Eminent Domain Lawyers Hosting Workshop for Landowners Affected by Highway 270 Road Widening

As Seen in Hot Springs Village Voice

Garland County property owners who may be affected by U.S. Highway 270 road widening can learn about the eminent domain process at a public informational meeting hosted by the Krause & Kinsman law firm. The one-hour seminar on landowner rights will be 5:30 p.m. Tuesday, Nov. 7 at Candlewood Suites, 3404 Central Ave., Hot Springs.

“We invite property owners and the community to attend this free workshop to learn how private property may be impacted by the [Arkansas Department of Transportation’s] Highway 270 road widening project,” said Krause & Kinsman attorney Adam Krause.

Krause will facilitate the meeting and provide property owners with an overview of the eminent domain process in Arkansas and will address any questions or concerns expressed by attendees.

Some topics that will be covered:

“When facing possible condemnation, it is important for property and business owners to understand the eminent domain process and how to protect their rights,” said Krause.

Krause said ARDoT has a team of engineers, appraisers, right-of-way agents and lawyers working to ensure the project is completed.

“Property owners in the area are concerned that they may potentially lose part or all of their property as a result of this project,” said Krause. “To best protect their interests, property and business owners in the footprint of a public project should understand how their property may be impacted and what they can do to prepare.”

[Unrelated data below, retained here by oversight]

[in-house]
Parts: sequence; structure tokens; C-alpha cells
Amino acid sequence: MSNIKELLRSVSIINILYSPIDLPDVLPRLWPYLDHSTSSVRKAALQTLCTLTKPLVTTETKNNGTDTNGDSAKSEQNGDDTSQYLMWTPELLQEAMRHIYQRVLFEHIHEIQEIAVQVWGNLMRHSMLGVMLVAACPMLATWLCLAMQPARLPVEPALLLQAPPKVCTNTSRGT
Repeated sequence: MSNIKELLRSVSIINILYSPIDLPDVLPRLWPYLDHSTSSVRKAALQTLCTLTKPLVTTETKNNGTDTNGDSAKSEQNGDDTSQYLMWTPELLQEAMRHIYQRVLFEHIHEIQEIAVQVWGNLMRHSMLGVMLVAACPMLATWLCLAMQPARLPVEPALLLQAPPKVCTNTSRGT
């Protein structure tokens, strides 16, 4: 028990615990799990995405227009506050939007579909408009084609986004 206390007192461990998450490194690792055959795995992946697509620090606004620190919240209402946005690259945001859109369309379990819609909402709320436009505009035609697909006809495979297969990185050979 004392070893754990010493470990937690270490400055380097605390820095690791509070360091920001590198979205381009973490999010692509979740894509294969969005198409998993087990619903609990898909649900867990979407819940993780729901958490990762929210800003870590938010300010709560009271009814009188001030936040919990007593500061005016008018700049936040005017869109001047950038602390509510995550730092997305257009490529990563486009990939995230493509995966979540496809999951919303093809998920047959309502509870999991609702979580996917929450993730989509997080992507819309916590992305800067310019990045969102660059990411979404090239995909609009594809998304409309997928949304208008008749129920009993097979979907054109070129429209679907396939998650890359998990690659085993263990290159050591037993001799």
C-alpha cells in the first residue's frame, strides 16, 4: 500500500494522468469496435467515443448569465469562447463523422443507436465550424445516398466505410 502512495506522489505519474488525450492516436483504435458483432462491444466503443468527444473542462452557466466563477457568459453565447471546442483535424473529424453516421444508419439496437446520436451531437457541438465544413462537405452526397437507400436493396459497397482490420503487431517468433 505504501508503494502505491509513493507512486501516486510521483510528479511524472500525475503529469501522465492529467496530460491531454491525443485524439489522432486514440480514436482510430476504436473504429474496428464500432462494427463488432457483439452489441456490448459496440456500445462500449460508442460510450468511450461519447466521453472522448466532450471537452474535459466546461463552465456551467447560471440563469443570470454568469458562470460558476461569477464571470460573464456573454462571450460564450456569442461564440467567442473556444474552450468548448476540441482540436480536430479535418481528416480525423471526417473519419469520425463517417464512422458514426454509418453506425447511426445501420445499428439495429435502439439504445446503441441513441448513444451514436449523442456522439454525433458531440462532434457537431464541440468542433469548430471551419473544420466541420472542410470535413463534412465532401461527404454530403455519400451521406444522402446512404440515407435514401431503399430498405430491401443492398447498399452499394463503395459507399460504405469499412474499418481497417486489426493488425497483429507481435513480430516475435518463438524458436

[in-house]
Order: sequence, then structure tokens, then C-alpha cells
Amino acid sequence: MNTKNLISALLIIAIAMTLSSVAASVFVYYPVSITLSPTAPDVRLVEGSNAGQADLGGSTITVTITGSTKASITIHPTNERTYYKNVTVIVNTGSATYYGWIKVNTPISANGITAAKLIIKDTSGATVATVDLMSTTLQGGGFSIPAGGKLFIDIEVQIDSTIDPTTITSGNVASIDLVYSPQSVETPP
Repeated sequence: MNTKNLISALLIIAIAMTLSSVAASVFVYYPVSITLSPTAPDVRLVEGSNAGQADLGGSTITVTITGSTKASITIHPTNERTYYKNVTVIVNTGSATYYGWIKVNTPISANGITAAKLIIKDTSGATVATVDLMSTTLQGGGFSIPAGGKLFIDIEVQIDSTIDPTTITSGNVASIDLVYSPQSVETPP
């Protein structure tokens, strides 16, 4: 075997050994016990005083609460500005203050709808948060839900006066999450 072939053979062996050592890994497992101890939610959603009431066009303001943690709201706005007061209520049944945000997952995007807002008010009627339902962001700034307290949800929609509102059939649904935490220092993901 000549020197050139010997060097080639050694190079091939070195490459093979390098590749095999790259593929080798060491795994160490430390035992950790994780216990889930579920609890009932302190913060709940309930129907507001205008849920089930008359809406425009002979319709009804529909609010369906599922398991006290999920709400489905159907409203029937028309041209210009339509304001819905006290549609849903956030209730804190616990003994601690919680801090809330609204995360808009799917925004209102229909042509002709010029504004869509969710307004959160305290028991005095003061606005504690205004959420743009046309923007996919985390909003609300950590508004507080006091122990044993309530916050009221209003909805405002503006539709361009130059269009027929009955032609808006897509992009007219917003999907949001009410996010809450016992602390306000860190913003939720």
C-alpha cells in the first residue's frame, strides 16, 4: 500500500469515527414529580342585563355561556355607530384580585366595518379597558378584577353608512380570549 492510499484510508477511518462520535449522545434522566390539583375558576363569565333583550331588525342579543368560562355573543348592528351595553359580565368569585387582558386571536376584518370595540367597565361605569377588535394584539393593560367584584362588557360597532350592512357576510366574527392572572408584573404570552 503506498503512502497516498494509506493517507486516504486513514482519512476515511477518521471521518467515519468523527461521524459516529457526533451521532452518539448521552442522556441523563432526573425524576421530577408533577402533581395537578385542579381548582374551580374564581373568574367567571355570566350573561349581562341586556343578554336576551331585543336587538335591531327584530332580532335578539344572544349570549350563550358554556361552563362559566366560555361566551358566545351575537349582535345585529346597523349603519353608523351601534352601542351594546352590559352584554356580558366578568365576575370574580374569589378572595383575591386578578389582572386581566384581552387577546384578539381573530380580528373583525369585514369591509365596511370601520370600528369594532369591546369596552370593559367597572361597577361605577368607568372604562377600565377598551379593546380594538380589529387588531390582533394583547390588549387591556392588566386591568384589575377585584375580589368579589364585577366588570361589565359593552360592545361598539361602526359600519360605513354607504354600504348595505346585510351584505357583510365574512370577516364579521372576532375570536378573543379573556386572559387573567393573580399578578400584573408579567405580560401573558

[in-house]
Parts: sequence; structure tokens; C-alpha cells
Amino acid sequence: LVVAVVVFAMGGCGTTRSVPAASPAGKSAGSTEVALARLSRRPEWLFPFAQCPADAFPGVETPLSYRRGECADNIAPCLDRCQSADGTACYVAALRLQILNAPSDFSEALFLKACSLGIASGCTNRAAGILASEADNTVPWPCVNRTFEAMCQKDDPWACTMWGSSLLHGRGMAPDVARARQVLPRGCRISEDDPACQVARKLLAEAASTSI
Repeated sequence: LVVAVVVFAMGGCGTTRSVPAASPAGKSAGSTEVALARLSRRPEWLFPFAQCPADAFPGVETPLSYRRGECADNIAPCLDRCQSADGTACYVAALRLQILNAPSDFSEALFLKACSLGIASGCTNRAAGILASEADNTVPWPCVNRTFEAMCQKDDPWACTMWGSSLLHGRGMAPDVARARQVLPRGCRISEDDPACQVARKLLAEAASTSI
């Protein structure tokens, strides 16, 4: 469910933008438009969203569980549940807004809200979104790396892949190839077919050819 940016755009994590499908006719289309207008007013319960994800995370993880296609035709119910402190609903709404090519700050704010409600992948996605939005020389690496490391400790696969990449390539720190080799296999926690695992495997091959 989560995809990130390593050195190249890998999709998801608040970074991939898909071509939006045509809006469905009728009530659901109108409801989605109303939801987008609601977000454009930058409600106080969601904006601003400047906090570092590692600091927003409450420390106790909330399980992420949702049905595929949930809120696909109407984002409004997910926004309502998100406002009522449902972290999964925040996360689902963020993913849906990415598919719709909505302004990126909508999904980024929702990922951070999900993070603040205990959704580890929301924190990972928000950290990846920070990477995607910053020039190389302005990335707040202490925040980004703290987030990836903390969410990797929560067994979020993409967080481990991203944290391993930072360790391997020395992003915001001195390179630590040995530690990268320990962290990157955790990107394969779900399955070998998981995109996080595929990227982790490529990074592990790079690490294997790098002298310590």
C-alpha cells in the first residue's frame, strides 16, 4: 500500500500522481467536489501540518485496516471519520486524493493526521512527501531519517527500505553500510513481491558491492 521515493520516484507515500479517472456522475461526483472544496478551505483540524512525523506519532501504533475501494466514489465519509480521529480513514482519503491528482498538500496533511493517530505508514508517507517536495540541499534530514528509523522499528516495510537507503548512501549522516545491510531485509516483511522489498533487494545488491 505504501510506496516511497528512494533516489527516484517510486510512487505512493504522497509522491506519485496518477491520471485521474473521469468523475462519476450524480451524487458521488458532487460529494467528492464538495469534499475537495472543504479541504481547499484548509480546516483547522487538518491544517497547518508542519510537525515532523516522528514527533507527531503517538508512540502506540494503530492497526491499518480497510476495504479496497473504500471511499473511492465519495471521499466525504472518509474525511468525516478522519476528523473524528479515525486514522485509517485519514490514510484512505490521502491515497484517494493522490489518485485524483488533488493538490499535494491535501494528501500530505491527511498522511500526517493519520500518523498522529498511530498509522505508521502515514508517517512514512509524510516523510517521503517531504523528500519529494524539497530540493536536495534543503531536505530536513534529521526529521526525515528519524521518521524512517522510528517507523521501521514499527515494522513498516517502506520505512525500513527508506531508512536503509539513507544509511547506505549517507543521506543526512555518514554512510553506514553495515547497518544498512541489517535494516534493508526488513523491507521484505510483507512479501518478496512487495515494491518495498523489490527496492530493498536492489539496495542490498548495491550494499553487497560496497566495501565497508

The Arkansas State Highway and Transportation Department plans to widen approximately 3 miles of U.S. Highway 270 to four lanes, from Highway 227 to the Ouachita River in Garland County. The first phase of this project proposes to widen approximately 1.5 miles of Highway 270 to five lanes with bike lanes, extending from Fleetwood Drive to Highway 227. As a last resort, ARDoT could acquire land using eminent domain.

For more information about the workshop or to register, call 844-212-3371

What is Eminent Domain?

Informational meeting slated for landowners affected by Mount Vernon Street project.

By: Amelia Wigton

It’s no secret that state Route 14 through Nixa, also known as Mount Vernon Street, needs to be widened — something the Missouri Department of Transportation has on tap. However, what might not be well known is that the multi-million dollar project will impact roughly 75 private and commercial landowners.

According to MoDOT, the project will widen Mount Vernon Street to five lanes between Westminister and Estes streets in the west corridor and between Fort Street and Tiffany Boulevard in the east corridor. Sidewalks will be built along the west corridor, and new storm drains, curbs and gutters installed throughout, along with turn lanes at various intersections. The combined west and east corridor project totals nearly $18 million.

The project is imminent, but so is eminent domain.

“Whenever government or a community wants to take land for public purposes, they can use the power of eminent domain. It’s in the constitution, as long as it’s for public use and they go through the right channels,” said Adam Krause, an attorney with Krause & Kinsman, which specializes in eminent domain. “They are required to pay what’s called ‘just compensation.’ The problem is the condemning authority oftentimes does not pay the just compensation — more often than not.”

Krause, who is based out of Kansas City, is partnering with Nixa attorney Ashleigh MacPherson, with MacPherson Law, LLC in Nixa, to make sure those 75 landowners affected by the widening project are getting their just compensation.